Wow, Martha and Kameron posted some excellent advice! I’m reading the posts this week with great interest, since I’ve done a grand total of 2 readings (both in a group setting, not individually), and my very first signing in a bookstore is coming up this Saturday.
(It’s part of a bookfair benefit for Pikes Peak Writers, which is a great writing organization that does tons to help out writers in Colorado. So hey, any Boulder/Denver-area people, please come by! I’ll be signing 6-8pm Nov 12 at the Barnes & Noble at 2999 Pearl St in Boulder, along with fellow local authors Julie Anne Peters, Lindsay Eland, and Todd Mitchell. More info on the event is available here (PDF flyer) and here at the Pike’s Peak Writers’ website.)
You’ll note this is my first bookstore signing even though The Whitefire Crossing has been out for 3 months now. I confess this is because I feel pretty skeptical about bookstore signings as a promotional tool, at least for an introvert like myself. Especially given my debut author status (read: no fan base!).
I once went to a panel at the Rocky Mtn Fiction Writers’ Colorado Gold conference in which the speaker did a wonderfully detailed and clear presentation on how to successfully sell books at signings. His main points as I remember them were: 1) never sit down, 2) don’t do a group signing if you want to sell books rather than chat with the other authors, 3) if signing locally, make it clear you’re a local author, 4) approach people directly but give them a graceful, easy out if they are not interested in your book, 5) have your “elevator pitch” practiced to perfection, 6) make friends with the bookstore people & sign all their stock, 7) even if you’re an introvert, you can learn to do this well. I could totally believe he was right about #7. But it seems to me that if you’re not a natural extrovert, it’ll take a LOT of practice to do it well…time I could far better spend a) writing the next book, or b) doing things that come more naturally and reach a larger audience, like online promotional stuff.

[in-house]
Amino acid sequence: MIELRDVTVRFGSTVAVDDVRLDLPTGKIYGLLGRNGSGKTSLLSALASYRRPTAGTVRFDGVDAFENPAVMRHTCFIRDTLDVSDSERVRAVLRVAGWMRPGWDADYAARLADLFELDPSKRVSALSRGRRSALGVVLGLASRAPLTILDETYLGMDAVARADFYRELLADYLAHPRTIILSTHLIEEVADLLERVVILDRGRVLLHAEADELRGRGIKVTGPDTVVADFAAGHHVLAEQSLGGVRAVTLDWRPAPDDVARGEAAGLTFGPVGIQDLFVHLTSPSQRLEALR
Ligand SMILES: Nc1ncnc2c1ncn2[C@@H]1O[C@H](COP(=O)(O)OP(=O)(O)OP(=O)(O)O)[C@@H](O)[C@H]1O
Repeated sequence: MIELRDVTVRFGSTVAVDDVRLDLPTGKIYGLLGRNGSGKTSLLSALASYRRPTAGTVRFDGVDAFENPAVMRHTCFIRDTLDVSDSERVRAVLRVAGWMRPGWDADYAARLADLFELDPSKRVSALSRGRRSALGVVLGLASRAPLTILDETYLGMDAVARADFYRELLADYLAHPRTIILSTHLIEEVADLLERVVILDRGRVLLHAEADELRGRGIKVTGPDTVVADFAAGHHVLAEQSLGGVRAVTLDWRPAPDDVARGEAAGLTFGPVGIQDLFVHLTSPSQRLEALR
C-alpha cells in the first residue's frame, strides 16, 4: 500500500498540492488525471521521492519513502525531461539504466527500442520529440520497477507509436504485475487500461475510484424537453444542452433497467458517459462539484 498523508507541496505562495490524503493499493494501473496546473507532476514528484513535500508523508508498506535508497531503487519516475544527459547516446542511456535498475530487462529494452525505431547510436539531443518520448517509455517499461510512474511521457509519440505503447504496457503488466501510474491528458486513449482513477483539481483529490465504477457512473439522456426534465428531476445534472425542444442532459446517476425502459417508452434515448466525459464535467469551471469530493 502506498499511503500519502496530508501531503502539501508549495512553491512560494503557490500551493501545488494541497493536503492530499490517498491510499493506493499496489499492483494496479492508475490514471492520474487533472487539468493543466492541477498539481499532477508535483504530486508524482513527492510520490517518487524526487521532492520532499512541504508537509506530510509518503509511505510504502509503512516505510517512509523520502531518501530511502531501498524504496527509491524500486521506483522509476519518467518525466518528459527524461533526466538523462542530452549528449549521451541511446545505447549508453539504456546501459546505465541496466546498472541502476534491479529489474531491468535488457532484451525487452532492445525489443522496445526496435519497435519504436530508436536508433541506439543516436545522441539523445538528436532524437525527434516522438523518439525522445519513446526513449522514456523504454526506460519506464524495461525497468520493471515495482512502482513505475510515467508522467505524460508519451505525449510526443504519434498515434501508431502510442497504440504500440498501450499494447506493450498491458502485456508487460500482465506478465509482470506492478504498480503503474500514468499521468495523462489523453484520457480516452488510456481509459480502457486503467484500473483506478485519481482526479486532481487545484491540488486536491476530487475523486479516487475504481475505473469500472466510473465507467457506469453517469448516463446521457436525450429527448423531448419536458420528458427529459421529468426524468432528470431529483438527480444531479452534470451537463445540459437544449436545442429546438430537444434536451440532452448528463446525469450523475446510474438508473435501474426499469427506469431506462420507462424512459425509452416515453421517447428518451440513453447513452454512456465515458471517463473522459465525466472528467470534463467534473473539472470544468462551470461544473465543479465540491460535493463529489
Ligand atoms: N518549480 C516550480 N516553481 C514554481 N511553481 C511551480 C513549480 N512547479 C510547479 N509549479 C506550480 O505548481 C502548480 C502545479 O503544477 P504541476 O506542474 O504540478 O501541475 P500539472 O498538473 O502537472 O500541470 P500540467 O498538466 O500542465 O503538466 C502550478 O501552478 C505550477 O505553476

So for this signing on Saturday, my personal goal is just to have fun. Check out the other authors’ books, chat with those friends & neighbors I can convince to come (as a parent, I’ve learned to never miss out on an opportunity to have some adult conversation!), maybe get to meet some new folks. And while the RMFW guy may have been down on group signings, I’m all for them (and group readings, for that matter). It takes so much of the stress and nerves away if you know you won’t be alone in the room.
Speaking of readings…prior to publication, the thought of reading my work aloud made me cringe in terror. Honestly, it still kinda does. But at least after my two short readings at conventions, I can see that it’s not quite so horrific as I’d imagined. That said, I’ve got a long (loooooooong) way to go before I feel comfortable with it. (I still think I should take up my good (and extroverted) friend’s offer of being my stunt reader!)
And next time I plan on taking Kameron’s advice from her post yesterday, and doing a lot more preparation. Before I did my first reading I was worried about going too fast, since I’m naturally a fast talker, and I’d attended readings at cons in which the author spoke far, far too quickly. I did practice enough to slow myself down (maybe even too much!). But the part I really need practice on is putting emotion into my reading; this does not come naturally at all to me as an engineer. Mary Robinette Kowal has a great series of articles on how to read aloud . Good stuff for future study!
As for whether or not readings help sell a book…I can say as a reader, I’ve bought a couple books from authors unfamiliar to me after hearing them read at cons. I remember going to Catherynne Valente’s reading of Habitation of the Blessed at World Fantasy last year, pretty much on a whim. I’d never read any of her work before. But wow, I was absolutely blown away by what I heard in the reading. The minute I got home to Boulder, I stampeded into the nearest bookstore, bought a copy, devoured it, and have been recommending the book to friends ever since. The sequel The Folded World is out right now, and I am using it as a reward if I meet my word count goal this month. So hey, when you do a reading, you never know how many people you’ll reach. (The same could be said of signings, of course…but I find myself more motivated to do convention readings than bookstore signings, for whatever reason.)